Lately I've been reviewing junior frontend CVs and technical tests at my current job to help with the hiring process. They kinda remind me of me when I started and I realize now all the things I could've done better.
First of all, there's a problem with people applying to jobs. Junior Frontend job offers can easily get 100+ sign-ups. It's impossible to check them all. If you don't have a degree or have no experience, or both, it's really easy for your CV to be ignored. I know it sucks, I've been there. But that's the reality.
Maybe Netflix, Google and Apple can afford to hire enough people to check all the CVs but most businesses don't.
What I recommend you do is cultivate a network so you don't have to rely on this process to find jobs. I did this without realizing.
I know most developers despise LinkedIn but without it, I probably wouldn't have made it. I wouldn't say I have a LinkedIn strategy but here's what I believe works best.
Find job-offers you want to apply to.
Connect with people from that company (use the LinkedIn search to find them)
Ask someone, recruiters or engineers, questions about the offer. Be polite. Let them know you know they are busy, and it's okay if they can't respond.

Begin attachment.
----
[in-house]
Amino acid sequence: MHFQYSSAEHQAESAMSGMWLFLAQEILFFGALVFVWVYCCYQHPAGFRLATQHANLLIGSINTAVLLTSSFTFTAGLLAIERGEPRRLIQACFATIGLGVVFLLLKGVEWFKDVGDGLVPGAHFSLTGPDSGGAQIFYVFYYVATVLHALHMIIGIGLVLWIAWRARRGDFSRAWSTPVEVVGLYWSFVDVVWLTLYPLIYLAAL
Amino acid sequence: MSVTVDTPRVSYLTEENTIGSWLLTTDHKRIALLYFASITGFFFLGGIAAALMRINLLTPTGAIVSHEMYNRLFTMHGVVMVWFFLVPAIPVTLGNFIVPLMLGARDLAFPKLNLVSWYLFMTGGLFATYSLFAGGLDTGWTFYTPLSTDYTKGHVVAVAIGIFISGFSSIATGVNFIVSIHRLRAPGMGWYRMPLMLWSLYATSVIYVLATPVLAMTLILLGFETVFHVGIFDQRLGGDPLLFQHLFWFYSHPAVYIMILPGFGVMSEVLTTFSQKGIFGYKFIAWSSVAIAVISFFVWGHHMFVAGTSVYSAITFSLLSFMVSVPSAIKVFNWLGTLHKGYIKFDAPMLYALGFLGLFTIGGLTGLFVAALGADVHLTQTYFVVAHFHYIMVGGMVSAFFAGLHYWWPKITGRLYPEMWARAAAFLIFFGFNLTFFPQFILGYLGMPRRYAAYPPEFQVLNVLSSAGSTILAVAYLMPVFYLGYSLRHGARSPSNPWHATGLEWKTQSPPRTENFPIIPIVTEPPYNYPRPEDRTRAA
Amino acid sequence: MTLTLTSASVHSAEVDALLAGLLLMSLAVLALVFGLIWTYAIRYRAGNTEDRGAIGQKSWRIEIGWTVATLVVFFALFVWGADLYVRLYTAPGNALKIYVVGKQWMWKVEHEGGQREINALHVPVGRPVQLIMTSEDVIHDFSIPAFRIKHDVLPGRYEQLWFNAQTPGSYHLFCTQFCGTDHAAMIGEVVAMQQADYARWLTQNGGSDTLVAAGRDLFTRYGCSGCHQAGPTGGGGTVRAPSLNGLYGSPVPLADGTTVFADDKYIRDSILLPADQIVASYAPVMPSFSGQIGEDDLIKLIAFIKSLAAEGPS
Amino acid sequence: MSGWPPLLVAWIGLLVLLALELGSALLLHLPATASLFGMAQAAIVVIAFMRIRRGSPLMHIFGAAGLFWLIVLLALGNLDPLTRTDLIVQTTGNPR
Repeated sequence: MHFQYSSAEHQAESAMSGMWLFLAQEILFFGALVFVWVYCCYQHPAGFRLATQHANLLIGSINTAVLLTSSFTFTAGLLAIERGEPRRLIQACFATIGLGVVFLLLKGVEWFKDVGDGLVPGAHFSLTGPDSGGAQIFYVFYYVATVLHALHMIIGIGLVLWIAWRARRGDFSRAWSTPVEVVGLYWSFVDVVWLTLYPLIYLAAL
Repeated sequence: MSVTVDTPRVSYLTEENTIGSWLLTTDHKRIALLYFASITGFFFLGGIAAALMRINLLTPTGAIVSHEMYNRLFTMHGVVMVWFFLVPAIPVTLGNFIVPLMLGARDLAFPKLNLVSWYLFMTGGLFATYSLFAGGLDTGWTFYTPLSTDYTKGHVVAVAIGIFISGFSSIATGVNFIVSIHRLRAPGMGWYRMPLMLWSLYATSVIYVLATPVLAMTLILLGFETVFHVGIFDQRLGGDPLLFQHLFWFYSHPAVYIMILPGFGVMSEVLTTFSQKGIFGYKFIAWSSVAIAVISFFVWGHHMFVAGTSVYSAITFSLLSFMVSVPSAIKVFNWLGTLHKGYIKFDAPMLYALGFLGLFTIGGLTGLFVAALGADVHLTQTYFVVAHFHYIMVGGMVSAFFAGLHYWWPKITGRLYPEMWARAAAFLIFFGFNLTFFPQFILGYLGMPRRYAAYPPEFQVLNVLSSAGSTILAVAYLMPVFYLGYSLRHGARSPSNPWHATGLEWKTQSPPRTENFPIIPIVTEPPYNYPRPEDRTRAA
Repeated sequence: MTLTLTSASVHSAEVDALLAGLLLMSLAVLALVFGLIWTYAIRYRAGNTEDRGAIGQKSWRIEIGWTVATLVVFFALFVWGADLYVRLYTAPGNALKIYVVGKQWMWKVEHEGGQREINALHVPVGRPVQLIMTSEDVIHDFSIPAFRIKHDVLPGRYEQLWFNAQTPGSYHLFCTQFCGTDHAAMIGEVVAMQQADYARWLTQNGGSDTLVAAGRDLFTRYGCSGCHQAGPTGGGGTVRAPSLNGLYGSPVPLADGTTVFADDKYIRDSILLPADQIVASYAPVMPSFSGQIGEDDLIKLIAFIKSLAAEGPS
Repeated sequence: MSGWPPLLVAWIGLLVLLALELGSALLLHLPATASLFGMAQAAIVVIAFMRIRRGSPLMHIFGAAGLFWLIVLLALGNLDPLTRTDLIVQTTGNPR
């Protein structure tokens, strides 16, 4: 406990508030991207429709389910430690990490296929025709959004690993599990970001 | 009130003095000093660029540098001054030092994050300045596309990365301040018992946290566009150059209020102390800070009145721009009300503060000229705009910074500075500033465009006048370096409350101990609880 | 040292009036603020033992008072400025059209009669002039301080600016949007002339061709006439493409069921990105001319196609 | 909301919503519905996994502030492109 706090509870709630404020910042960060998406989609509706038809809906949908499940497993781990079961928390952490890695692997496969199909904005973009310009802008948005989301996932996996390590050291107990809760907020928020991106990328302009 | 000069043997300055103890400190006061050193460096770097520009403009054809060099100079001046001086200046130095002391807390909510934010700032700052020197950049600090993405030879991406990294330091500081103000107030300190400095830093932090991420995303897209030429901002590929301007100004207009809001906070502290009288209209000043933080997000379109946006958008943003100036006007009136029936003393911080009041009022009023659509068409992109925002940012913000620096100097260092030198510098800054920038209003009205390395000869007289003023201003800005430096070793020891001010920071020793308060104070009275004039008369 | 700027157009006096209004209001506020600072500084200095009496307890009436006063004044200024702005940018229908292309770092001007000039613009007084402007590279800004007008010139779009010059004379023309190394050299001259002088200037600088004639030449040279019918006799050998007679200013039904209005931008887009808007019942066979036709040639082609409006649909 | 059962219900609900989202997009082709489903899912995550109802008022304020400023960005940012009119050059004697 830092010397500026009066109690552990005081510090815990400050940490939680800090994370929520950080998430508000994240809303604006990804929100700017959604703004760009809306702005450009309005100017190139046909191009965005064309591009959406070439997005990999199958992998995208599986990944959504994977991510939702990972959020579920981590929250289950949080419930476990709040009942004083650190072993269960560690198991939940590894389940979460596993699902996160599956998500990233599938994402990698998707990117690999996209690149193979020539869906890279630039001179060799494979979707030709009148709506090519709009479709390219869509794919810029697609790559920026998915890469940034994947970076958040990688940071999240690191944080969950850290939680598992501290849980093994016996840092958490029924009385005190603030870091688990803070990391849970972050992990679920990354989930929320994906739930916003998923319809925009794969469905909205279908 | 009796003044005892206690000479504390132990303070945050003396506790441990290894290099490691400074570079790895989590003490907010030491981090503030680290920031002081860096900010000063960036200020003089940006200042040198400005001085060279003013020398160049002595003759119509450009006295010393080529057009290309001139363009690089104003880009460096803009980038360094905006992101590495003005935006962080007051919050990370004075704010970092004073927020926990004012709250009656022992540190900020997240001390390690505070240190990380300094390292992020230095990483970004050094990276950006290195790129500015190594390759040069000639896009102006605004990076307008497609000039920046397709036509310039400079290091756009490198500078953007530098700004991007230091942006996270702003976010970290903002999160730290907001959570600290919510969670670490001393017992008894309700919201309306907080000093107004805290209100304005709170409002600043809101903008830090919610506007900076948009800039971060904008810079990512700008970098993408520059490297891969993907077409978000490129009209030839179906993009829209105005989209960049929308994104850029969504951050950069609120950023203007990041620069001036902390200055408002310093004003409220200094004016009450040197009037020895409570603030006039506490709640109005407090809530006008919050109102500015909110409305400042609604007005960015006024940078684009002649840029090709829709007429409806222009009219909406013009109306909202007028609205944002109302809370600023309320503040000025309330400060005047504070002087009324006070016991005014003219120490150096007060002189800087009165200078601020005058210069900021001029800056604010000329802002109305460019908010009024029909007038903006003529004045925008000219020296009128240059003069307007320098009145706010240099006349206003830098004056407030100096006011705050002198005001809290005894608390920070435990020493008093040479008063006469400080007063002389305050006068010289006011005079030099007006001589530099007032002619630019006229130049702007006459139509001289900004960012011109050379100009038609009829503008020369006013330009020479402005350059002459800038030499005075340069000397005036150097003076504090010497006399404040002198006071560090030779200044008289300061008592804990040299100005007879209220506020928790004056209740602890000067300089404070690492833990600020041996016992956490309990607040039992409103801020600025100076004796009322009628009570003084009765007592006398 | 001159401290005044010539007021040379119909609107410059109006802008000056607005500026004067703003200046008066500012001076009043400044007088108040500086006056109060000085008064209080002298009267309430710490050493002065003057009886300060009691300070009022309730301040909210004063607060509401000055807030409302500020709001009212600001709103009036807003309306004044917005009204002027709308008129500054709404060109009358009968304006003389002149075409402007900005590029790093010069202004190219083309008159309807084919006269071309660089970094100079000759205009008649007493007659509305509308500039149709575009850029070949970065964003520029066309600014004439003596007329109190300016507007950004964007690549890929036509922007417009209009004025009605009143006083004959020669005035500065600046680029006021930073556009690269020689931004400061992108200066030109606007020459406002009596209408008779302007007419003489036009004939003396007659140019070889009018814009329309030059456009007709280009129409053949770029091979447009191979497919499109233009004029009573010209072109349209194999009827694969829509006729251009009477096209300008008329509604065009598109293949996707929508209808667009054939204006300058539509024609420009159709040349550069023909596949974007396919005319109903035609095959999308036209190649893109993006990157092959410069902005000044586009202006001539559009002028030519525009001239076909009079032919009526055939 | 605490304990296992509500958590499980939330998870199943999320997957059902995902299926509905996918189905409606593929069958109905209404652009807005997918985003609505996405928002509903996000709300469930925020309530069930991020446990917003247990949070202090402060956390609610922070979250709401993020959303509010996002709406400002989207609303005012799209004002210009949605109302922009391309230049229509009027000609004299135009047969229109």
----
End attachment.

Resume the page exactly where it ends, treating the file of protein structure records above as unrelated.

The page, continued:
Ask them who can you contact to ask more questions about the offer (whoever is in charge of the process)
Add them through LinkedIn and pitch them (politely) why you think you're a good fit for the job.
You'll probably have to do this a bunch of times until you get a job, but in the process you're cultivating a pretty good LinkedIn network.
With a LinkedIn network when you share stuff about what you're learning and building they will see it and most (in my experience) will like it. Eventually you'll start getting connection requests and messages from people that are looking for Junior Developers.
In my experience, most people are pretty cool with you contacting them and will try to help you somehow if you let them know you're looking for a job. Specially developers.
Some will be assholes, forget about it and move on.